BRUSSELS — Throughout Europe’s debt crisis, northern European leaders have often said they will not stand for taxpayers having to fork out for other countries’ problems, and the notion of “taxpayer-funded bailouts” has taken root.
Yet despite three-and-a-half years of debt and banking turmoil, with bailouts totalling more than 400 billion euros, northern eurozone taxpayers have not actually lost a cent.
Silvio Berlusconi may have the last laugh — at Europe’s expense.
Once the subject of German Chancellor Angela Merkel’s barely suppressed titters, the former Italian leader roared back from the political wasteland in yesterday’s election, blocking the formation of a new Italian government and fracturing the eurozone’s brittle newfound stability.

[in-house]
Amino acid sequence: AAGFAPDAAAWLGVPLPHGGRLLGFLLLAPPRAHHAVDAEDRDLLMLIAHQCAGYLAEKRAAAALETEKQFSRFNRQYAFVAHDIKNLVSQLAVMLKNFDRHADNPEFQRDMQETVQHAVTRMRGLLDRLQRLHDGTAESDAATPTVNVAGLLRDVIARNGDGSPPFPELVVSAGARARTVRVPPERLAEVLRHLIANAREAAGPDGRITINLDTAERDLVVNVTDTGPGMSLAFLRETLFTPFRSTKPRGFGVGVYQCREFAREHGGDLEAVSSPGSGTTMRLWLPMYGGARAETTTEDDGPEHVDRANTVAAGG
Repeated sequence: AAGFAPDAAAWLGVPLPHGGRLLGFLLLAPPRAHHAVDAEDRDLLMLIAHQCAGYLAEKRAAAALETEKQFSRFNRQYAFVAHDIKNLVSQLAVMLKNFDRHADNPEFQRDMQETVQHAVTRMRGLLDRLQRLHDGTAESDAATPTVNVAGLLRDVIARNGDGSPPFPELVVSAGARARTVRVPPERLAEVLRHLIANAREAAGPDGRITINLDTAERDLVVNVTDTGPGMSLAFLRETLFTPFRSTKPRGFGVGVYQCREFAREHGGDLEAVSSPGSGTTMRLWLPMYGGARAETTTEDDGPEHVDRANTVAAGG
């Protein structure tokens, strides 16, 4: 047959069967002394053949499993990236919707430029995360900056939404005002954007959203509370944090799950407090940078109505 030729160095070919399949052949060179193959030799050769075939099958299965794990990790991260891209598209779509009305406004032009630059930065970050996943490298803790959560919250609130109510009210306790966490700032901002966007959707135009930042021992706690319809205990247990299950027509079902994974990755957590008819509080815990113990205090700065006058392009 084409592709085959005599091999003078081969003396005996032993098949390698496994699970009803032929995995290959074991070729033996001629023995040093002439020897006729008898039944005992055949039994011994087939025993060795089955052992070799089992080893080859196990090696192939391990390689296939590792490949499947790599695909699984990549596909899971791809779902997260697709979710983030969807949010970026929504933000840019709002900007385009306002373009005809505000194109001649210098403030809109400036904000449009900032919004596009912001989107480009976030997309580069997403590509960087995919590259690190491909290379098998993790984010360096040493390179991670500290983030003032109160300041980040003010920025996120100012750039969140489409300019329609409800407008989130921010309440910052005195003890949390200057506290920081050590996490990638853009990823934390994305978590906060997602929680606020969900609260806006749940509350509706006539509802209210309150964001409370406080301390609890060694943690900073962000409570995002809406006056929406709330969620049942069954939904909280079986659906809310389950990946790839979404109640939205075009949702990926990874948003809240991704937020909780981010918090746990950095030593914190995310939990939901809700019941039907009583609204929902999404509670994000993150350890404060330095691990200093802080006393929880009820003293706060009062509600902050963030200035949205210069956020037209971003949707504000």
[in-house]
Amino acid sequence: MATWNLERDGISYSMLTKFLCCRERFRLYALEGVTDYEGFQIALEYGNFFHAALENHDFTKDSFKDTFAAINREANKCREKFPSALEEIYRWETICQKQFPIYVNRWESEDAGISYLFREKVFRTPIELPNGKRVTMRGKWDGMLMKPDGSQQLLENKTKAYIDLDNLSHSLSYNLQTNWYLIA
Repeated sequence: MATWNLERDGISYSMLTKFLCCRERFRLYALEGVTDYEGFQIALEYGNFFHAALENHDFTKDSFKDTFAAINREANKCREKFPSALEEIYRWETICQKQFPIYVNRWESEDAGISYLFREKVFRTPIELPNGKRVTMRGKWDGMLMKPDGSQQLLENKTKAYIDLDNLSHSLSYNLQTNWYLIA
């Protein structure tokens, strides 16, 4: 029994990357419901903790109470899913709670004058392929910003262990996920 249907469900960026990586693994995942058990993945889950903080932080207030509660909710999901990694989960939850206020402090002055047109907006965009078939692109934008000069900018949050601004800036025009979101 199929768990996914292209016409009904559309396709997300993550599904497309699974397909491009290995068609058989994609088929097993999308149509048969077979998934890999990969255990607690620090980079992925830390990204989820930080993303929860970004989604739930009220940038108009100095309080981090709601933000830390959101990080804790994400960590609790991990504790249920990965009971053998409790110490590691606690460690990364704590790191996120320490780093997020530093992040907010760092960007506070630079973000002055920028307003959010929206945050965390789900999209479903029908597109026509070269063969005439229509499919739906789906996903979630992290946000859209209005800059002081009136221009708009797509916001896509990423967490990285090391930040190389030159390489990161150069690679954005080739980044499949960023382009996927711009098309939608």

The situation is significantly worse than the mood. But the eurozone crisis is far from over. It’s wishful thinking to expect otherwise
WIESBADEN, Germany — The German economy was hit hard by the eurozone crisis in the final quarter of last year, shrinking more than at any point in nearly three years as traditionally strong exports and investment slowed, the Statistics Office said on Tuesday.
As we prepare to bid farewell to 2011 and welcome 2012, it’s undoubtedly important for investors to start the new year off with as much knowledge about the markets as possible. A great visual I saw over the holiday weekend that captured the effects of the financial crisis was this one from Nomura Research Institute, posted by Joe Weisenthal at Business Insider:
Panic is spreading says Steen Jakobsen, chief economist at Saxo Bank. Steen eyes the perfect storm including a potential "Chapter 11" call for European banks.
This morning there is too much bad news.